Are you working for free and don’t know it yet?

What a strange title.  

What do you mean that I could be possibly be working for free and not know it?  That’s impossible you say.  

Let me introduce you into the darker side of being a blogger or blog owner.  

Things you may want to know…

Over 50% of reporters look at blogs. Well, they are just getting some ideas you say.  Yes, that maybe partly true, but not so fast….

Quote from a reporter “I can take any information from a blog, transform it into a story with my own words and the blogger would never know the difference.”  So here you are posting stuff, commenting about everything, chatting to fellow bloggers and having a great time.  And…in the background lurks the reporter who may be transforming words into tomorrows news. A sentence here, a sentence there.  There is one big difference though, the reporter gets paid, the blogger doesn’t.  This is how you can be working for free and don’t know it.          

What you can do….

Nothing much, as it would be very hard to prove unless someone used a lot of your words, word for word. But…at least you are aware that it can and does happen sometimes.  Does every reporter do this? Probably not, but there is almost a million reporters worldwide, so you never know who may be doing what, when and in what country.   

Think twice before publishing something in cyberspace.




12 Comments (+add yours?)

  1. pat bell
    May 07, 2008 @ 20:56:53

    interesting. I finally find the infamous real estate blogger coco’s site. only a million reporters world wide hey? seems a rather small amount

  2. coconews
    May 07, 2008 @ 21:08:19

    Hi, Pat

    Glad to see you here. Welcome.

    Too bad my link from that other blog was replaced in less than 24 hours with someone else’s. I was never going to stop blogging, just quitting that type of blogging for a multitude of reasons.

    Anyway, if people ask, you know where to find me.

  3. coconews
    May 08, 2008 @ 05:51:21

    What do you think of reporters taking your comments and transforming them into tomorrows news? Unfortunately, only the reporter will get the credit, not the blog or blogger they took the information from.

    Some reporters mention blogs and certain bloggers that is great, but it is the opportunistic ones that may make you think twice about what your publishing out there in cyberspace.

    Has someone taken something you published? Twisted your words, etc.?

  4. Larry Yatkowsky
    May 08, 2008 @ 08:25:51


    Suspicious Observation:

    Many bloggers do the same to the reporters.

    There may be balance and harmony in world after all.

    I’m just sayin……

  5. coconews
    May 08, 2008 @ 08:31:17

    That is why I always insisted that people respect material by posting the headline and url’s link to articles only, rather than copying the articles themselves or parts of article onto a blog.

    One time a blogger copied a paragraph they found in an article onto my old blog and unfortunately, I was busy that day and didn’t catch it right away. The site they copied the information from ended up blocking me from their site because the blogger decided to recopy material without their permission onto a public blog.

    But…copycats are another “things you may want to know” subject, that I will talk more about in the future.

  6. GM
    May 08, 2008 @ 10:05:39

    Plagarism sucks, but if a reporter is reading blogs, and then constructs her report based off of them, I’m not sure how that is any different than research. Frankly, I’m glad to hear that reporters are reading blogs! I’ve gotten so much more information from them than from MSM. The MSM is constantly delivering a rear view mirror approach, and that’s really not good enough. I would love to see more reporters being influenced by the blogs! It’s actually a compliment that they are searching for info here. That said, thieves are thieves, and no one should take undue advantage of hard-working bloggers.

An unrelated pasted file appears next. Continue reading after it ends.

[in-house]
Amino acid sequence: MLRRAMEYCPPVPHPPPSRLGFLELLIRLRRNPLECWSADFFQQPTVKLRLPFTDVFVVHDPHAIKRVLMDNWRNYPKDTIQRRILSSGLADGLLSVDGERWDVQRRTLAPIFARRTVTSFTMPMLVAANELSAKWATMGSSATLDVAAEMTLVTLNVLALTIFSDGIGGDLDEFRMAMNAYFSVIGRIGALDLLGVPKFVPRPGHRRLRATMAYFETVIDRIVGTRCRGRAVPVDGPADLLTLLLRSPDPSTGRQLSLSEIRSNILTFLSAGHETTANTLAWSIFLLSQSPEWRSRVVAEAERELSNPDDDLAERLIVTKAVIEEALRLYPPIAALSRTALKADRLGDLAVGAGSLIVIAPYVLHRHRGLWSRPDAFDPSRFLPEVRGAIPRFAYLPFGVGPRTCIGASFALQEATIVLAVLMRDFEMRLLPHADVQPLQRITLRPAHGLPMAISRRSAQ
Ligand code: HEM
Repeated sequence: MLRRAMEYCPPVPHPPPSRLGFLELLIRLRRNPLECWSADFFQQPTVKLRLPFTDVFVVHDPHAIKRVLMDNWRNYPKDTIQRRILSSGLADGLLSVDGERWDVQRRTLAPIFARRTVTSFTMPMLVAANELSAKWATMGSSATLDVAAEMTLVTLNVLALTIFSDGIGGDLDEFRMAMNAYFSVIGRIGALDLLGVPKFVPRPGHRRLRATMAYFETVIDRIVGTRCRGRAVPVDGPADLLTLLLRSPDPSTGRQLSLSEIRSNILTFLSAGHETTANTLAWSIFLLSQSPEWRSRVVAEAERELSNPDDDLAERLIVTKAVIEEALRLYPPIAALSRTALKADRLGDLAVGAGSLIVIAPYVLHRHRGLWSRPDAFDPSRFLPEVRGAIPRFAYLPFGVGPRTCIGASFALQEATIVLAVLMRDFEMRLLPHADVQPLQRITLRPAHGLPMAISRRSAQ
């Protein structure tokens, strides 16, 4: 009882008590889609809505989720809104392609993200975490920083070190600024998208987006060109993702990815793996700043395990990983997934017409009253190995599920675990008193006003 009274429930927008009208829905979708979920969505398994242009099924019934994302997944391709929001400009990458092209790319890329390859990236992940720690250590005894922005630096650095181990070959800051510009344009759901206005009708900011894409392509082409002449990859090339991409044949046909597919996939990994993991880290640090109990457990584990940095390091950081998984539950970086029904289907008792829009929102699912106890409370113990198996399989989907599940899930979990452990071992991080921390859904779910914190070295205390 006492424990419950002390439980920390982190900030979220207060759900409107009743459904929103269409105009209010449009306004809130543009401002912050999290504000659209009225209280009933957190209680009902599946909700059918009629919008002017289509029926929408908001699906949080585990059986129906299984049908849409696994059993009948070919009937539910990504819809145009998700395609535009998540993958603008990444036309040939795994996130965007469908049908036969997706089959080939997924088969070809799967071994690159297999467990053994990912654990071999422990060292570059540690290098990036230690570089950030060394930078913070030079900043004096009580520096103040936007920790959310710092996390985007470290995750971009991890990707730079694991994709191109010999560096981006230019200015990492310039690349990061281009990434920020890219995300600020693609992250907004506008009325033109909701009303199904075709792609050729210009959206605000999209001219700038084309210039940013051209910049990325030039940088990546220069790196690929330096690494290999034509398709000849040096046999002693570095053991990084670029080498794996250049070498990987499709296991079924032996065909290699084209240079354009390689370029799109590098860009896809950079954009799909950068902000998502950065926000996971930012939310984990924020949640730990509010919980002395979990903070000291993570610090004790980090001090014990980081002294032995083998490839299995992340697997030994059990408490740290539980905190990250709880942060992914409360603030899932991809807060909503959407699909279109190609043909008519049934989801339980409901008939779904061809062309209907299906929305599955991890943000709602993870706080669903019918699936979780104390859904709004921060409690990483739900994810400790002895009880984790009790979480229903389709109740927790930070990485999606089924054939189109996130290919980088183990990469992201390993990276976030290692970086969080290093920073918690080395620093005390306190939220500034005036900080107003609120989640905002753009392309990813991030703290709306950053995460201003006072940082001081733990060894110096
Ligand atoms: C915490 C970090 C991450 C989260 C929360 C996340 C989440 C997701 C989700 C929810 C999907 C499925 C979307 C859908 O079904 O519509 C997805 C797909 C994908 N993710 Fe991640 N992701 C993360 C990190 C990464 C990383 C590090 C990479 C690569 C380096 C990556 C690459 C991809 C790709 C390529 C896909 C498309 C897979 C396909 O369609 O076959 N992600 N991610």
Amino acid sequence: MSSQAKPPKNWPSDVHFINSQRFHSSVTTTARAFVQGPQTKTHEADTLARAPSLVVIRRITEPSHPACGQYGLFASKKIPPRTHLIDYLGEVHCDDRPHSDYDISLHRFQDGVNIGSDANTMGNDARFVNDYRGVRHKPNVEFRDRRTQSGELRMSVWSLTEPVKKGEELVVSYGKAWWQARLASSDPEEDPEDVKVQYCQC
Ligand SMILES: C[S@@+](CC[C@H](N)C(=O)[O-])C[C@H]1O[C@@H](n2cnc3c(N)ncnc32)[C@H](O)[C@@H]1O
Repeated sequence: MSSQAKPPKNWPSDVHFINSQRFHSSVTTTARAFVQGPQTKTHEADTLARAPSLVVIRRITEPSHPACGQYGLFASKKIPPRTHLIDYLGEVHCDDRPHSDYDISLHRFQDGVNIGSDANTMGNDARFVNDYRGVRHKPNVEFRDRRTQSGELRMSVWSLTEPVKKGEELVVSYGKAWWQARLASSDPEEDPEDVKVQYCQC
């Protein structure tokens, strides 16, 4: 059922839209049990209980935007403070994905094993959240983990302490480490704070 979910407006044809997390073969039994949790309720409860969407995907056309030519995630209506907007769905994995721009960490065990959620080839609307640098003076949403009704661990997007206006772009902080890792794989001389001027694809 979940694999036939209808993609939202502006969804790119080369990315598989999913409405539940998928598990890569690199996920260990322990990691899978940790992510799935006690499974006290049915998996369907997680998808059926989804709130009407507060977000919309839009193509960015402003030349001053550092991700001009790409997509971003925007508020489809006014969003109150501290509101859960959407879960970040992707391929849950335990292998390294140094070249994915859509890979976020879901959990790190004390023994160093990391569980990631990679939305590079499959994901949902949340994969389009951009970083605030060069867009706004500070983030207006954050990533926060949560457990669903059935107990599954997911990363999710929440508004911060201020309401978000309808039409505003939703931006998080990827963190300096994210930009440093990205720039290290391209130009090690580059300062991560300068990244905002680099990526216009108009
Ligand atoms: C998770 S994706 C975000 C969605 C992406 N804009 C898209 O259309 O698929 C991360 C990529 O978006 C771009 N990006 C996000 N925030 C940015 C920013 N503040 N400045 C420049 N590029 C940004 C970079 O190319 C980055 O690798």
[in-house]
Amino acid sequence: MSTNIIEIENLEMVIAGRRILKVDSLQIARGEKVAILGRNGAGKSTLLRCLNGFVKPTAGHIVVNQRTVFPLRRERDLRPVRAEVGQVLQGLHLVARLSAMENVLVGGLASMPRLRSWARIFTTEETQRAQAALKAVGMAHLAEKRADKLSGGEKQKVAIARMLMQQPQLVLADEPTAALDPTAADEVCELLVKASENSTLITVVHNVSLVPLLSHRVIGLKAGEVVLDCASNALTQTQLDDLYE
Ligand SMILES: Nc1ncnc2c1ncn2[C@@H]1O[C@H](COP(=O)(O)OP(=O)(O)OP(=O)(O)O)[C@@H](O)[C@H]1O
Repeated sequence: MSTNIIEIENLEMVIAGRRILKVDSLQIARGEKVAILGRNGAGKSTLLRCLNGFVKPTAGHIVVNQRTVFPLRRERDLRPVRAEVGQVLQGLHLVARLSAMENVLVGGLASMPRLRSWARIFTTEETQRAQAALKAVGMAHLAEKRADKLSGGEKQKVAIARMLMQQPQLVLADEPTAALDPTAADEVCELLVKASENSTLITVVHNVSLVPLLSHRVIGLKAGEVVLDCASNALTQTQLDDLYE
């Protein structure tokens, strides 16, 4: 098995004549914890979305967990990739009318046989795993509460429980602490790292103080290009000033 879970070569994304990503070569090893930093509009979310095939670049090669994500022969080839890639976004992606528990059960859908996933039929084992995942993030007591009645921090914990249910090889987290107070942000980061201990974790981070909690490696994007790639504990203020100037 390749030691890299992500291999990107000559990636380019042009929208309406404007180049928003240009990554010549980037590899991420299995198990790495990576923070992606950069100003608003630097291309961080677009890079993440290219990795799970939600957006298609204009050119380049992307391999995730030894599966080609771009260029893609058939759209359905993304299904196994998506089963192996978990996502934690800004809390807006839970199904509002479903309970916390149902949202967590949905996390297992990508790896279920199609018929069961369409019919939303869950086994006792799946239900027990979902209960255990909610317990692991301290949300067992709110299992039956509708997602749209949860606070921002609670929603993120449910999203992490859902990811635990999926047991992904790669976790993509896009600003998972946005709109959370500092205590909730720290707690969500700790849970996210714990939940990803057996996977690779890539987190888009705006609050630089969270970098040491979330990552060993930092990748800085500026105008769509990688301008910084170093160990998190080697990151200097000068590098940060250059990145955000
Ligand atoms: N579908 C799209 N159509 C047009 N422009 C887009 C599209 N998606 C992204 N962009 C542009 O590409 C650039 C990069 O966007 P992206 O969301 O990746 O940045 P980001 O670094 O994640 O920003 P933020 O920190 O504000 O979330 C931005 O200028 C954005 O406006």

7. solipsist
    May 08, 2008 @ 23:15:03

    Glad to see you back in biz coco! May I redirect your old link to here?

    It is funny, because I often see a quirky turn of phrase that reads like my own in other places, but I just put it down to the zeitgeist.

    For me, I write because I like to, and don’t much care about the pay. I kind of agree with Larry up above – I often quote articles (with links), and proceed to disparage the source in some way (only the pumpers).

    Sometimes I feel shame.

    Mostly, not.

    I like the new blog a lot!

  8. Annon
    May 09, 2008 @ 03:25:21

    Isn’t it once a popular saying about internet “so much information but so little truth”?

  9. coconews
    May 09, 2008 @ 07:09:35

    Sure you can change the link and redirect the traffic here.

    Sorry, I didn’t swing by to mention it. I have been very busy personally, plus setting up a new blog with a new format takes time too.

    The good thing about this blog is that I can cover a wide range of topics and give people information that may help them in life. I know some people preferred the news link blog, but as soon as the economy slows, what are you going to talk about? The economy is bad…when will it get better? Boring. Zzzzzz!

    My goal of this blog is undiscovered truths that may help people out in life.

  10. michaelprocopio
    May 11, 2008 @ 19:16:58

    Hey there…

    I’m just surprised that my own post made the randomly-generated “possibly related” list.

    Interesting piece. And now I am mildy paranoid.

  11. coconews
    Aug 05, 2008 @ 21:37:18

    Blog Trivia…
    Of all the posts, this thread is the most read and the most popular thread on this blog.

  12. Kirsten Mason
    Feb 14, 2009 @ 13:07:54

    There is nothing you can do about it unfortunately. After a reporter reads a number of blogs and creates his or her story it’s based on research. Plain and simple.

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